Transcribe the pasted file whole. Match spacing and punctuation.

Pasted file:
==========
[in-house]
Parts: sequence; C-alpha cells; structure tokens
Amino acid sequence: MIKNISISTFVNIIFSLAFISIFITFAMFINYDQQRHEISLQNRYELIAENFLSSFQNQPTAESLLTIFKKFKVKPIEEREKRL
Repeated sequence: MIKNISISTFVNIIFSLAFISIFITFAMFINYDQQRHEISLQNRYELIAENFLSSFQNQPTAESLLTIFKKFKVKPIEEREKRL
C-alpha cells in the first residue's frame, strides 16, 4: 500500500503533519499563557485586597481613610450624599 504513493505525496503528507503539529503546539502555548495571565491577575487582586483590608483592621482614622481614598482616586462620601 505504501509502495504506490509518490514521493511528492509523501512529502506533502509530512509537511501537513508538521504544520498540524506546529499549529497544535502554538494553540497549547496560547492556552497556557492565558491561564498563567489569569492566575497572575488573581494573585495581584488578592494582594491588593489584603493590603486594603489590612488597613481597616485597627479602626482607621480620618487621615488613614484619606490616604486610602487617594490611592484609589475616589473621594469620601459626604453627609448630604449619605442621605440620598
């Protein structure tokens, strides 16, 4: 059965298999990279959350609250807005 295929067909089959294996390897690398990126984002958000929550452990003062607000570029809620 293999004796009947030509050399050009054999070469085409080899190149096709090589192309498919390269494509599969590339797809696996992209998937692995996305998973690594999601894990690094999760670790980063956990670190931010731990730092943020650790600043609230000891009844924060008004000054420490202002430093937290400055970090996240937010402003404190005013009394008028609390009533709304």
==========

[in-house]
Parts: sequence; C-alpha cells; structure tokens
Amino acid sequence: MIKNISISTFVNIIFSLAFISIFITFAMFINYDQQRHEISLQNRYELIAENFLSSFQNQPTAESLLTIFKKFKVKPIEEREKRL
Repeated sequence: MIKNISISTFVNIIFSLAFISIFITFAMFINYDQQRHEISLQNRYELIAENFLSSFQNQPTAESLLTIFKKFKVKPIEEREKRL
C-alpha cells in the first residue's frame, strides 16, 4: 500500500503533519499563557485586597481613610450624599 504513493505525496503528507503539529503546539502555548495571565491577575487582586483590608483592621482614622481614598482616586462620601 505504501509502495504506490509518490514521493511528492509523501512529502506533502509530512509537511501537513508538521504544520498540524506546529499549529497544535502554538494553540497549547496560547492556552497556557492565558491561564498563567489569569492566575497572575488573581494573585495581584488578592494582594491588593489584603493590603486594603489590612488597613481597616485597627479602626482607621480620618487621615488613614484619606490616604486610602487617594490611592484609589475616589473621594469620601459626604453627609448630604449619605442621605440620598
């Protein structure tokens, strides 16, 4: 059965298999990279959350609250807005 295929067909089959294996390897690398990126984002958000929550452990003062607000570029809620 293999004796009947030509050399050009054999070469085409080899190149096709090589192309498919390269494509599969590339797809696996992209998937692995996305998973690594999601894990690094999760670790980063956990670190931010731990730092943020650790600043609230000891009844924060008004000054420490202002430093937290400055970090996240937010402003404190005013009394008028609390009533709304």